Last week, the “Panama Papers” leak from offshore law firm Mossack Fonseca opened up politicians’ taxes to intense scrutiny. It transpired that David Cameron had profited from his father’s offshore trust Blairmore Holdings, which did not pay British tax for 30 years. David Cameron, George Osborne and Jeremy Corbyn have since all published their tax returns. They are eager to show that they have nothing to hide.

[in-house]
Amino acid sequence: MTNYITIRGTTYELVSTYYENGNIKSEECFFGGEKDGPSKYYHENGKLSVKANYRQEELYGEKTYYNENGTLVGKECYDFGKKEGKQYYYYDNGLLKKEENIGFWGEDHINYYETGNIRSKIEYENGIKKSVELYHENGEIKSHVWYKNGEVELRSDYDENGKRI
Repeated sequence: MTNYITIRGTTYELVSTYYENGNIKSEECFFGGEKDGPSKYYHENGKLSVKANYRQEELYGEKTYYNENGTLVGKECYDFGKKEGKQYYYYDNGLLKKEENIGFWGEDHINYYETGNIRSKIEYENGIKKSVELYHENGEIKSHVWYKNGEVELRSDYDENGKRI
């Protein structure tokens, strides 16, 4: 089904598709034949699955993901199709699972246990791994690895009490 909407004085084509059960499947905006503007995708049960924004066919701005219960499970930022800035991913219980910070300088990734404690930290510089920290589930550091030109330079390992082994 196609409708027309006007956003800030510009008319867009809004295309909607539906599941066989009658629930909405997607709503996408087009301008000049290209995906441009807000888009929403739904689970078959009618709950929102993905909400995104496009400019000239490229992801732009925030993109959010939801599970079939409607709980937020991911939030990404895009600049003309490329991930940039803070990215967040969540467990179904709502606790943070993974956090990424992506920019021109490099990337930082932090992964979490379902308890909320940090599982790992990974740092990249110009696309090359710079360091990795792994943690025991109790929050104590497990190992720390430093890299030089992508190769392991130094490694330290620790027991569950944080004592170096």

A fierce debate has erupted over whether all MPs should be obliged to do the same. This week, member of Parliament for Bath Ben Howlett said that making MPs publish their tax returns would discourage “people from all walks of life” from entering parliament. Charles Walker, MP for Broxbourne, said that a “nothing to fear, nothing to hide” attitude would lead to the banning of curtains. Yet his fellow Conservative MP Jacob Rees-Mogg has claimed that privacy is the price politicians must pay after losing the trust of the public.